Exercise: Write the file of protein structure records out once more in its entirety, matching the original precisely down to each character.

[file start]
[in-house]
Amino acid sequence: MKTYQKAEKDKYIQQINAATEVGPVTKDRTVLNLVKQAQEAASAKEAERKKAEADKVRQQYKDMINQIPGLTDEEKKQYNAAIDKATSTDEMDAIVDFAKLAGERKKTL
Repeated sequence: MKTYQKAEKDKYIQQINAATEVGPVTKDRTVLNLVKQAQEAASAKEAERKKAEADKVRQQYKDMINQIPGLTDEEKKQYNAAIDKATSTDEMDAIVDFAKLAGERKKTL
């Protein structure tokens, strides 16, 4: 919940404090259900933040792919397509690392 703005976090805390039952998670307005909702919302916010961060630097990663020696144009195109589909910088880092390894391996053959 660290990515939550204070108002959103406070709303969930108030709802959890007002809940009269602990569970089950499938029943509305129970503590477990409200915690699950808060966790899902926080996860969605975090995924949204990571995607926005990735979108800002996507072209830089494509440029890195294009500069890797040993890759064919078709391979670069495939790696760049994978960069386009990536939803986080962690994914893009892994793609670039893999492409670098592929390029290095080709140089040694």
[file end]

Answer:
[in-house]
Amino acid sequence: MKTYQKAEKDKYIQQINAATEVGPVTKDRTVLNLVKQAQEAASAKEAERKKAEADKVRQQYKDMINQIPGLTDEEKKQYNAAIDKATSTDEMDAIVDFAKLAGERKKTL
Repeated sequence: MKTYQKAEKDKYIQQINAATEVGPVTKDRTVLNLVKQAQEAASAKEAERKKAEADKVRQQYKDMINQIPGLTDEEKKQYNAAIDKATSTDEMDAIVDFAKLAGERKKTL
């Protein structure tokens, strides 16, 4: 919940404090259900933040792919397509690392 703005976090805390039952998670307005909702919302916010961060630097990663020696144009195109589909910088880092390894391996053959 660290990515939550204070108002959103406070709303969930108030709802959890007002809940009269602990569970089950499938029943509305129970503590477990409200915690699950808060966790899902926080996860969605975090995924949204990571995607926005990735979108800002996507072209830089494509440029890195294009500069890797040993890759064919078709391979670069495939790696760049994978960069386009990536939803986080962690994914893009892994793609670039893999492409670098592929390029290095080709140089040694």